Round Rock ISD Lesson 1 Grade 3 Measurement Kit. Broken Rulers and Line It Up!*  A Length Measurement Lesson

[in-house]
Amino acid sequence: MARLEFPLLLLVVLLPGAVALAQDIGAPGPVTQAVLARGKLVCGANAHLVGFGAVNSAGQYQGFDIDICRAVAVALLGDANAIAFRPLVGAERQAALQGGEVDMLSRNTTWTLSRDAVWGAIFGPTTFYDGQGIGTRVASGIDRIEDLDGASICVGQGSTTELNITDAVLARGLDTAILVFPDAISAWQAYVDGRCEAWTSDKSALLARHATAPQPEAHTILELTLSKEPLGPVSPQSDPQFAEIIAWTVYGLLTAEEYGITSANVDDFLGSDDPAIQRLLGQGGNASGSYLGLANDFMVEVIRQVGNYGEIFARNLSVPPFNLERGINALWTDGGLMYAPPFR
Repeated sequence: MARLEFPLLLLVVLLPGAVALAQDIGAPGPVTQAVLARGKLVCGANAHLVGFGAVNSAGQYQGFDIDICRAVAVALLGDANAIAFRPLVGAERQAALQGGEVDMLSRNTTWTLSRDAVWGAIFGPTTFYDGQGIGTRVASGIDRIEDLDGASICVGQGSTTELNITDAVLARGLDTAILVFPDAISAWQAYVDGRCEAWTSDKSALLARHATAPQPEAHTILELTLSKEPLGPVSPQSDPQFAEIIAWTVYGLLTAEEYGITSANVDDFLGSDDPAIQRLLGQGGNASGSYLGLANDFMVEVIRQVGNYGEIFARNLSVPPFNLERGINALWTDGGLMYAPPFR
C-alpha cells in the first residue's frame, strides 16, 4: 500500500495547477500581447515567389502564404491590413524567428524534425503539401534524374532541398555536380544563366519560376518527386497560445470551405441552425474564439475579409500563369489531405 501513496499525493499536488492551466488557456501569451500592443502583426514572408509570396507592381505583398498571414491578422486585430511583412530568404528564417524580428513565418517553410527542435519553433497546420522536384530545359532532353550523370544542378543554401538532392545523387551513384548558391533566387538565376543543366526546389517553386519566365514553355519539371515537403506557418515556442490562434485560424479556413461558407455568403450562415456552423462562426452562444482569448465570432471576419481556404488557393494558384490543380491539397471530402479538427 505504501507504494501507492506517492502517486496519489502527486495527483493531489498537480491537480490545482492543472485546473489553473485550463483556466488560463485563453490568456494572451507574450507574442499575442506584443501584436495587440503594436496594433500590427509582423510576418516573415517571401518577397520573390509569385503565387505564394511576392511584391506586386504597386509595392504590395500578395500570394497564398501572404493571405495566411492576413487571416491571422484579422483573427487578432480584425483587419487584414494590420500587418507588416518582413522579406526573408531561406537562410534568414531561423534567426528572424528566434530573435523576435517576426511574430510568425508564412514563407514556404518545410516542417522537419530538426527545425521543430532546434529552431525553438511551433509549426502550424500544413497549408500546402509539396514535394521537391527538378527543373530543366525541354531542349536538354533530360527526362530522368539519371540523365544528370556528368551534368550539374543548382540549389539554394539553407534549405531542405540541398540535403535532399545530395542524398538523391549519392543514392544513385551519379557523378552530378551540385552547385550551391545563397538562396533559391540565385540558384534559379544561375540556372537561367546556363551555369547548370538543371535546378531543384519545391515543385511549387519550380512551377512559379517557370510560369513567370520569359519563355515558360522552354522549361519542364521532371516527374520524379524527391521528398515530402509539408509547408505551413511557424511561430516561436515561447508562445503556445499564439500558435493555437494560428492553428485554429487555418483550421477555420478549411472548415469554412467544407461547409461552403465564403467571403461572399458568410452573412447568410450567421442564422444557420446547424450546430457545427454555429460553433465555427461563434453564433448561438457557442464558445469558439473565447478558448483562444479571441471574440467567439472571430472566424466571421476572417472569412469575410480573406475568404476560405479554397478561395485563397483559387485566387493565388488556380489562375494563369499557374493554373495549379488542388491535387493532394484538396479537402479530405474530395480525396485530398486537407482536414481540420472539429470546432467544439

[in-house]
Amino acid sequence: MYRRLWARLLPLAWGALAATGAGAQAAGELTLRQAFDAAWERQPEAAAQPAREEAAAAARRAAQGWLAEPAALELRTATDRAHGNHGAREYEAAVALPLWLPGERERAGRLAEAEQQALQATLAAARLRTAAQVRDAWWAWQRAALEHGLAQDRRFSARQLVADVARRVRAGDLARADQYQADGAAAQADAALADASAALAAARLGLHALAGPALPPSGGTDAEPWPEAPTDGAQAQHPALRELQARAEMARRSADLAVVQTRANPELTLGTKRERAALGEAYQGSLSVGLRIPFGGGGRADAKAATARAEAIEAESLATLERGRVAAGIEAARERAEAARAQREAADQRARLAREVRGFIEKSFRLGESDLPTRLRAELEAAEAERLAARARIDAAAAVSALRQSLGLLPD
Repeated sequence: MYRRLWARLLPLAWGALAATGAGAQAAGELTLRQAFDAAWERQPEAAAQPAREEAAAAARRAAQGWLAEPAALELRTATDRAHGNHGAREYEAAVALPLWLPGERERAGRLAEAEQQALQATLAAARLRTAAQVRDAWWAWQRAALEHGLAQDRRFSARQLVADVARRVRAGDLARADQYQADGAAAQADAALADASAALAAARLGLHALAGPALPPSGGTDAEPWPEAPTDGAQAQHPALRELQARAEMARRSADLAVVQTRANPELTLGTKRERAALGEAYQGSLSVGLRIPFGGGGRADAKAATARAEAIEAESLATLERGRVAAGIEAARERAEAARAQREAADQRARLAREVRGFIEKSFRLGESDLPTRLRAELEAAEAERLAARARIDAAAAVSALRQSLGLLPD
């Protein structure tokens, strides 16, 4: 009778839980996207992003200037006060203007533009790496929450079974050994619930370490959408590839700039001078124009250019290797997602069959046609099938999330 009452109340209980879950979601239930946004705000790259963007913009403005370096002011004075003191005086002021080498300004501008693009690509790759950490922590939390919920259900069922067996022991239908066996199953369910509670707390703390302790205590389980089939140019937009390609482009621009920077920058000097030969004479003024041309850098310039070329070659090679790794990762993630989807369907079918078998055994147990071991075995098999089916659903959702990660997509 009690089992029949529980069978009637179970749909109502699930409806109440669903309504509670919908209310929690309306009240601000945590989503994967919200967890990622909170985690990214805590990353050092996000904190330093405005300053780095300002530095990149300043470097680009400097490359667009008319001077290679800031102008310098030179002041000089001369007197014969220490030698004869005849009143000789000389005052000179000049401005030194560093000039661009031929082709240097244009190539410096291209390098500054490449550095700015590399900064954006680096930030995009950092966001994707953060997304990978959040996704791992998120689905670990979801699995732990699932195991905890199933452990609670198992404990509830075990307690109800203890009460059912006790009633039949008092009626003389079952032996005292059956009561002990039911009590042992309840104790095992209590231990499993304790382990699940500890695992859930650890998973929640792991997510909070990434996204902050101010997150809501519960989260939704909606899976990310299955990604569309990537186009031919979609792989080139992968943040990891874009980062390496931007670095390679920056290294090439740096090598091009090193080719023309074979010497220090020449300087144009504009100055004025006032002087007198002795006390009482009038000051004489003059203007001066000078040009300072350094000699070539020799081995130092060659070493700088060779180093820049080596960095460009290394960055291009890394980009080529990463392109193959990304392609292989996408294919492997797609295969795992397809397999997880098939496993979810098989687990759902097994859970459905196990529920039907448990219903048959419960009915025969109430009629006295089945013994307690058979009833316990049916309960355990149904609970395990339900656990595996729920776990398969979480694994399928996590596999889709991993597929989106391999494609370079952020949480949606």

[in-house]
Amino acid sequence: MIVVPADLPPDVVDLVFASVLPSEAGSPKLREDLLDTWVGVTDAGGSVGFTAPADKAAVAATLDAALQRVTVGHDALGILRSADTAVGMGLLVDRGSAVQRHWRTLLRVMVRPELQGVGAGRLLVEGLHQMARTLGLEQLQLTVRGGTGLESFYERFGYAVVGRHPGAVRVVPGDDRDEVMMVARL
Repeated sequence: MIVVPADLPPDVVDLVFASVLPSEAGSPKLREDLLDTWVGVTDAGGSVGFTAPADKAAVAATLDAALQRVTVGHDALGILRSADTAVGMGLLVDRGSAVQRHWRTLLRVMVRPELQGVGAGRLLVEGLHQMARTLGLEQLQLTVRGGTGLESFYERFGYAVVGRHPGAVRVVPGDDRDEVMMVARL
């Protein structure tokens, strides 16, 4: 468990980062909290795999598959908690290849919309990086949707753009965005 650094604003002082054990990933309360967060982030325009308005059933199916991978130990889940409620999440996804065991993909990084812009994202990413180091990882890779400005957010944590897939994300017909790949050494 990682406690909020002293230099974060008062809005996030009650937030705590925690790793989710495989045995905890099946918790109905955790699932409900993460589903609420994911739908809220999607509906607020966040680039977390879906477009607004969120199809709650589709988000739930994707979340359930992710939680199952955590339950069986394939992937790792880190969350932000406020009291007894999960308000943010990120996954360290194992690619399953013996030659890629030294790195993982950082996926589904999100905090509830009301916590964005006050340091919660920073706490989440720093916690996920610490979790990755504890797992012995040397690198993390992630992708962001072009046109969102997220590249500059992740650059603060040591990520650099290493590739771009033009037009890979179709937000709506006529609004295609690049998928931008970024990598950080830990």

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1 Round Rock ISD Lesson 1 Grade 3 Measurement Kit Broken Rulers and Line It Up!*  A Length Measurement Lesson tech *Lesson is adapted from two activities in Sizing Up Measurement: Activities for Grades 35 Classrooms, by Chris Confer, Math Solutions Publications, 2007, and an activity in Mathematics TEKS Refinement 2006 K5, Tarleton State University. Mathematics, Grade 3 Materials: Paper Ruler, 1 per pair of students, already cut out from a copy of the attached black line master. You can also find this ruler at: (Make sure printer setting is set to no scaling rather than fit to page, etc., so that ruler will print out as accurate 12inch scale.) Optional: Print rulers on cardstock. Student Page: Line It Up! Recording Sheet, 1 per student pair of scissors for teacher 3x5inch index cards, 1 per pair of students 5x8inch index cards, 1 per pair of students 1inch color tiles, 5 per pair of students 1inch color tiles, 8 for teacher; line up color tiles sidebyside and tape together using clear adhesive tape makes an 8inch ruler crayons, at least 4 of different colors per pair of students 12inch rulers, with inches and centimeters, 1 per pair of students meter sticks, 1 per group of 4 paper strips made from adding machine tape, 1 per group already cut out prior to starting lesson variety of items to measure, including pencils, whiteboard, floor, rug, boxes, newspapers, magazines, etc. (see list on the Line It Up! Recording Sheet ) red and black markers (or any two contrasting colors that will show up), 1 of each color for each group scissors, 1 pair for every 2 students TEKS/SEs: 3.11 directly compare the attribute of length, and use comparative language to solve problems and answer questions; select and use standard units to describe length. 3.11A use linear measurement tools to estimate and measure lengths using standard units. Objective 6 TEKS/SEs (Underlying Processes and Mathematical Tools): 3.14A identify the mathematics in everyday situations 3.14B solve problems that incorporate understanding the problem, making a plan, carrying out the plan, and evaluating the solution for reasonableness 3.14D use tools such as real objects, manipulatives, and technology to solve problems 3.15A explain and record observations using objects, words, pictures, numbers, and technology 3.15B relate informal language to mathematical language and symbols 3.16A make generalizations from patterns or sets of examples and nonexamples 3.16B justify why an answer is reasonable and explain the solution process Technology A use a variety of input devices such as mouse, keyboard, disk drive, modem, voice/sound recorder, scanner, digital video, CDROM, or touch screen; C use a variety of data types including text, graphics, digital audio, and video. Lesson objective(s): Students explore, in a problemsolving situation, a length measurement problem in which they confront common misunderstandings about the meanings of the lines, spaces, and numbers on a ruler. Students build a better understanding of linear measurement by constructing a meter stick and using this tool to measure length. Students compare and order objects according to length based on their measurements Round Rock ISD Curriculum Elementary Mathematics 1